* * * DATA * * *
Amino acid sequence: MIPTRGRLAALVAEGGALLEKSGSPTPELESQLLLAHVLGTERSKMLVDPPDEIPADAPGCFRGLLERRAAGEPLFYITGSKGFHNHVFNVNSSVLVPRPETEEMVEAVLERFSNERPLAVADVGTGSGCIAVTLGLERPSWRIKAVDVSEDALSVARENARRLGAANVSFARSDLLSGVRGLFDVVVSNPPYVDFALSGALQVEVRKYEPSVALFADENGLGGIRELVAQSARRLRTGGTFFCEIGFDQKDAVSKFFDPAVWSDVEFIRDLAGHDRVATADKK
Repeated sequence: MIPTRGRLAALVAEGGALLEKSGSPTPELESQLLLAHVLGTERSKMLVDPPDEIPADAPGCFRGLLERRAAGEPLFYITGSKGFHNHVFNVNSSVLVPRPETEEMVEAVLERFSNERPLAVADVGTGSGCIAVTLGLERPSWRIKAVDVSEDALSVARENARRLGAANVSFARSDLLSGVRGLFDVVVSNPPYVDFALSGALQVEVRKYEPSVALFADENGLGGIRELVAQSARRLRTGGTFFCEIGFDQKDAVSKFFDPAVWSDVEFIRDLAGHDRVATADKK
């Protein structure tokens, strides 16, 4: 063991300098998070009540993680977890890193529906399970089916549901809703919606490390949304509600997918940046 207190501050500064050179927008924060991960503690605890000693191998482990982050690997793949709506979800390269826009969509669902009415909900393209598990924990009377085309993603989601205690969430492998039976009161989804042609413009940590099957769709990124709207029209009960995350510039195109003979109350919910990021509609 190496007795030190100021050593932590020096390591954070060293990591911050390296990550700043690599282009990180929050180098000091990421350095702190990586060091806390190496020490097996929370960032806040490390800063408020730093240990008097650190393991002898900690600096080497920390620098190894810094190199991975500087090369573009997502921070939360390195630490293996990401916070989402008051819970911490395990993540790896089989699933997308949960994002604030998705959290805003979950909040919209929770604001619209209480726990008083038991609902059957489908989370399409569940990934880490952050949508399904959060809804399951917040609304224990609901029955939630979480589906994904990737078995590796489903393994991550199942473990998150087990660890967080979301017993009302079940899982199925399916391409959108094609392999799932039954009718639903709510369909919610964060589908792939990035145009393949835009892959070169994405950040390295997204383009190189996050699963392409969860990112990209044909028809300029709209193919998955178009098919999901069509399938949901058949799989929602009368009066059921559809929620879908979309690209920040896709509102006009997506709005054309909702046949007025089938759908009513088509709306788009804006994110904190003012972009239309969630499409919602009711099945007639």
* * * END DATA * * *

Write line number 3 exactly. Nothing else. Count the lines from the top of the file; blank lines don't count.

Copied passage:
């Protein structure tokens, strides 16, 4: 063991300098998070009540993680977890890193529906399970089916549901809703919606490390949304509600997918940046 207190501050500064050179927008924060991960503690605890000693191998482990982050690997793949709506979800390269826009969509669902009415909900393209598990924990009377085309993603989601205690969430492998039976009161989804042609413009940590099957769709990124709207029209009960995350510039195109003979109350919910990021509609 190496007795030190100021050593932590020096390591954070060293990591911050390296990550700043690599282009990180929050180098000091990421350095702190990586060091806390190496020490097996929370960032806040490390800063408020730093240990008097650190393991002898900690600096080497920390620098190894810094190199991975500087090369573009997502921070939360390195630490293996990401916070989402008051819970911490395990993540790896089989699933997308949960994002604030998705959290805003979950909040919209929770604001619209209480726990008083038991609902059957489908989370399409569940990934880490952050949508399904959060809804399951917040609304224990609901029955939630979480589906994904990737078995590796489903393994991550199942473990998150087990660890967080979301017993009302079940899982199925399916391409959108094609392999799932039954009718639903709510369909919610964060589908792939990035145009393949835009892959070169994405950040390295997204383009190189996050699963392409969860990112990209044909028809300029709209193919998955178009098919999901069509399938949901058949799989929602009368009066059921559809929620879908979309690209920040896709509102006009997506709005054309909702046949007025089938759908009513088509709306788009804006994110904190003012972009239309969630499409919602009711099945007639």